Now that my children are on their own, to a large extent, I have reclaimed my car and regained total control over the radio. This may not seem like a big deal to some, but I will admit to really enjoying listening to the all-news station for an entire hour if I like, despite the claim that it only takes 10 minutes to give me the world on a particular station. I do not have to pretend to enjoy the latest, whiny pop singers or suffer through Howard Stern. I can also turn off the darned thing and simply drive in silence for a few minutes. True bliss.
I was reminded of this recently as I was unable to drive a car for more than 8 weeks due to a foot injury and was thus subject to the driver’s radio tastes. Again, the pretending and silent misery. At one point, I was driven to desperation and leaned over to punch the small button to “off”, enveloping the car in total quiet. The voices singing along (each with different lyrics) trailed off and they looked at me questioningly. “I just can’t take it anymore,” I said, grumpily crossing my arms with finality. This lead to an interesting conversation about the definition of music and what makes good music good. Oh how these subjective, philosophical arguments make me crazy! It was enlightening, however, to discover that we all seem to have different definitions of music, so I set out to explore this idea a bit more.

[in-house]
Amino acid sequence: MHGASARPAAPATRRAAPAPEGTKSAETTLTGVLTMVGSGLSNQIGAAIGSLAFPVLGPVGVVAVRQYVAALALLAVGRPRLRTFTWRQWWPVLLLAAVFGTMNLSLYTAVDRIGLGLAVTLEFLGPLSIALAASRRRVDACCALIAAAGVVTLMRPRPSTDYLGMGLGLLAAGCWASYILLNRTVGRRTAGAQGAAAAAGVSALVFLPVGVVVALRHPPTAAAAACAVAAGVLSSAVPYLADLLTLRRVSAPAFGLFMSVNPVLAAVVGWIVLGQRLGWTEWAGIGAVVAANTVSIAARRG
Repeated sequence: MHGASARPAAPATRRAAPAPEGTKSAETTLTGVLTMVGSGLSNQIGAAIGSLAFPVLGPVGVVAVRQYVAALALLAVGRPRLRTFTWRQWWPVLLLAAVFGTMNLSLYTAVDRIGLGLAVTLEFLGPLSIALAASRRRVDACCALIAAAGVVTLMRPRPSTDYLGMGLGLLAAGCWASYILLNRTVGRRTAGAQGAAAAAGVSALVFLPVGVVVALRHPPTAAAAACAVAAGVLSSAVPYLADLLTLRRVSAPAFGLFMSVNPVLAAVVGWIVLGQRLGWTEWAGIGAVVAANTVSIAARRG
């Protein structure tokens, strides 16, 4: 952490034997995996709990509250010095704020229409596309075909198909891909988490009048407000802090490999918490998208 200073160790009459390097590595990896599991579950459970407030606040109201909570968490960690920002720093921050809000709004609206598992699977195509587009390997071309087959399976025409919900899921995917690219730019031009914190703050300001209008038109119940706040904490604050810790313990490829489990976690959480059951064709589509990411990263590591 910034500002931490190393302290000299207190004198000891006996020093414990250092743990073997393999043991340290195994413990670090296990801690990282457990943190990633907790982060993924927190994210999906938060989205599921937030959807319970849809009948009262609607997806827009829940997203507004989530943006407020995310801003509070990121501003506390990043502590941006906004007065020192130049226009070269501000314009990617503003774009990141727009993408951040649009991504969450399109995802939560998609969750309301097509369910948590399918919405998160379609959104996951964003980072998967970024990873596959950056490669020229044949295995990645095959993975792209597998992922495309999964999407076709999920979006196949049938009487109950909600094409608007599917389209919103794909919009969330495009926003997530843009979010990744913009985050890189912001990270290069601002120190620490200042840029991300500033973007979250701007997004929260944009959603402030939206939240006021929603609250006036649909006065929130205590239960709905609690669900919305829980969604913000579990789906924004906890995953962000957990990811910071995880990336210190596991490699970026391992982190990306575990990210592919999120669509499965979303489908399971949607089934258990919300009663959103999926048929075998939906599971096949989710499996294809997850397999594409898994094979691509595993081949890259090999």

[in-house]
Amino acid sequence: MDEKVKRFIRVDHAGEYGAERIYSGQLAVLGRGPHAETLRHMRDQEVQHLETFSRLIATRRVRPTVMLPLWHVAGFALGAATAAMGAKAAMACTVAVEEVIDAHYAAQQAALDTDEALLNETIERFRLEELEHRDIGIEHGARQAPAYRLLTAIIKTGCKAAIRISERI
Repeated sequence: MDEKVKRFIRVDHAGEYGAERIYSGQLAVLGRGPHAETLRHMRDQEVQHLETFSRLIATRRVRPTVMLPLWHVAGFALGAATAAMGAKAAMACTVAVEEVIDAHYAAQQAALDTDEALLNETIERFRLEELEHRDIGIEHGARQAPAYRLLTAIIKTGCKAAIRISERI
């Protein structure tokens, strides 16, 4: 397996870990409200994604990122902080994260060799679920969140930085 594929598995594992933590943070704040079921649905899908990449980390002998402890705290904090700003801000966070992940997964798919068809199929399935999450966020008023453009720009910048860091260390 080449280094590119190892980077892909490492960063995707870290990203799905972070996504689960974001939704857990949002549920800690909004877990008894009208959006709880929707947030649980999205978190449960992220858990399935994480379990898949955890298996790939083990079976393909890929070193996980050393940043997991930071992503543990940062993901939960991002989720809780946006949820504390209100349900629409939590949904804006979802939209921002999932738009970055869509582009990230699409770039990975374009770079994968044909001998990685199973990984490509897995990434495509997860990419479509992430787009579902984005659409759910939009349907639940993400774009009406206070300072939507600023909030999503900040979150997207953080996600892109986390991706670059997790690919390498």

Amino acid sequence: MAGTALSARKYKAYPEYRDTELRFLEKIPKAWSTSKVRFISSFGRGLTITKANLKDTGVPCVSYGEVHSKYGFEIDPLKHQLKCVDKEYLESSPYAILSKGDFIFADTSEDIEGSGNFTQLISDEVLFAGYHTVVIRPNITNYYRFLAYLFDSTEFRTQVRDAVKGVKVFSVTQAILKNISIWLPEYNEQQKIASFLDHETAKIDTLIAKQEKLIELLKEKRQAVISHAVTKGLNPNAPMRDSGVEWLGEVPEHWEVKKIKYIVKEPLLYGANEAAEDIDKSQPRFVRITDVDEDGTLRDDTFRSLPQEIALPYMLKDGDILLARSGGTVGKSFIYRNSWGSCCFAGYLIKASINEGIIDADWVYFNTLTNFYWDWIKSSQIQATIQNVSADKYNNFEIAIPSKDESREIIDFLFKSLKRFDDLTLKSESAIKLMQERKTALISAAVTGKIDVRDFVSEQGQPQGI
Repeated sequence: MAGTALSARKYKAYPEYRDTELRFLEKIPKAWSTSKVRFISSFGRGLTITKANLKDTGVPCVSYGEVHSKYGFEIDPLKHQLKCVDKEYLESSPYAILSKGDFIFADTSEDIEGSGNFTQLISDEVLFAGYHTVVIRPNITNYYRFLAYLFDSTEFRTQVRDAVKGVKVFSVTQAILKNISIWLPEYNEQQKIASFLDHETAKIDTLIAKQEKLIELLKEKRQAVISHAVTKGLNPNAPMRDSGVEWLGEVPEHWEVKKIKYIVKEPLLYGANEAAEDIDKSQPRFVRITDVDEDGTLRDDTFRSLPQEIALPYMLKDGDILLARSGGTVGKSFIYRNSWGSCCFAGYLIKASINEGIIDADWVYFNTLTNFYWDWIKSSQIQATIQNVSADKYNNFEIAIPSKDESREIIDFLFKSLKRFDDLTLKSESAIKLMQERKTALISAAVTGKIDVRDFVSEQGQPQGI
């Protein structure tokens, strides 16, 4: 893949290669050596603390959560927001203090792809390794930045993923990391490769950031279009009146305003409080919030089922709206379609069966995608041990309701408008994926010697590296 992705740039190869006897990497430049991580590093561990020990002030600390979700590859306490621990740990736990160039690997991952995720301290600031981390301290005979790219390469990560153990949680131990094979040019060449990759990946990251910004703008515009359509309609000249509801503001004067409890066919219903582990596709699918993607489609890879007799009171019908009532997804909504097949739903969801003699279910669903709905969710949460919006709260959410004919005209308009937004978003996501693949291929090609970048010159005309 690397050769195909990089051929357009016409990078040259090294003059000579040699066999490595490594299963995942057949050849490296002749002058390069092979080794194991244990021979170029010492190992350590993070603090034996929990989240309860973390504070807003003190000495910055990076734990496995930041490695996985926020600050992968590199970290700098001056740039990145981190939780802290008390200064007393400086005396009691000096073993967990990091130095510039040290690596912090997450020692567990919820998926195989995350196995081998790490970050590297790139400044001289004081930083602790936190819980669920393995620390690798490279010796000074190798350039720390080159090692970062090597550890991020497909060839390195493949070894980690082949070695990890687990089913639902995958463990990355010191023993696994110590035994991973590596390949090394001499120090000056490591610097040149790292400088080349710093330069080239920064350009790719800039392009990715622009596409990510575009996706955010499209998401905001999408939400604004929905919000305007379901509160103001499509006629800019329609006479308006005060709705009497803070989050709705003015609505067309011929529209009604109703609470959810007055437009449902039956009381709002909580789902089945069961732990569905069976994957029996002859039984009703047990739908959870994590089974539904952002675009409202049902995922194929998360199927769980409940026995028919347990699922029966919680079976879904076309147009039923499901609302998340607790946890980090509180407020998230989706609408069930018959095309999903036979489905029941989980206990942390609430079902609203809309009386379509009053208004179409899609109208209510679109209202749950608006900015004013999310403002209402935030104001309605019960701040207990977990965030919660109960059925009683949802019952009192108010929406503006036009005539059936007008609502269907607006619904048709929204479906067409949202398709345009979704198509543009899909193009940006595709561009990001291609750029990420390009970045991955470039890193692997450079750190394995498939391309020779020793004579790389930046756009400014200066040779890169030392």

Pandora, that miraculous invention of the internet that allows our idea of good music to keep on playing, has certainly saved my sanity at home. Like every other technological advance, I was hesitant and simply did not bother to learn anything about this. My husband decided that I needed to join this century, so he set about creating a Pandora channel for me on my laptop. The basic idea is that you tell this program what band you like, then it chooses other groups that are similar, so you effectively have your own, personalized radio station. When he asked me what group I would like to begin with, I chose Van Halen. He had his back to me and turned with a smile, as if I had told a good joke. “Really?” he asked. Yup. Really. After that I would add Eric Clapton, Peter Frampton, Pat Metheny and Herb Alpert and the Tijuana Brass, along with Maroon Five, Mary J. Blije, James Taylor, Lennie Kravitz and Gwen Stephanie. We would have lost this question on a game show. Can you predict what your own spouse would choose for Pandora channels? Try this experiment, you will likely be surprised.
Intrigued, I did an informal survey, asking how one defines music? The answers were not what I expected. My own view allows that music is a collection of sounds, usually created with instruments and voices, that come together in a pleasing way. Others feel that music is something that moves you, puts you in a good mood or helps you think. Some say music is a reflection of the times, a reflection of your personality, and a way to escape from daily worries. The best answer, however, came via Facebook from someone I have not seen in years. He warned me that I probably would not like his answer. It was three words, “Olivia Newton John” which he underlined with a triumphant, “there, I said it!”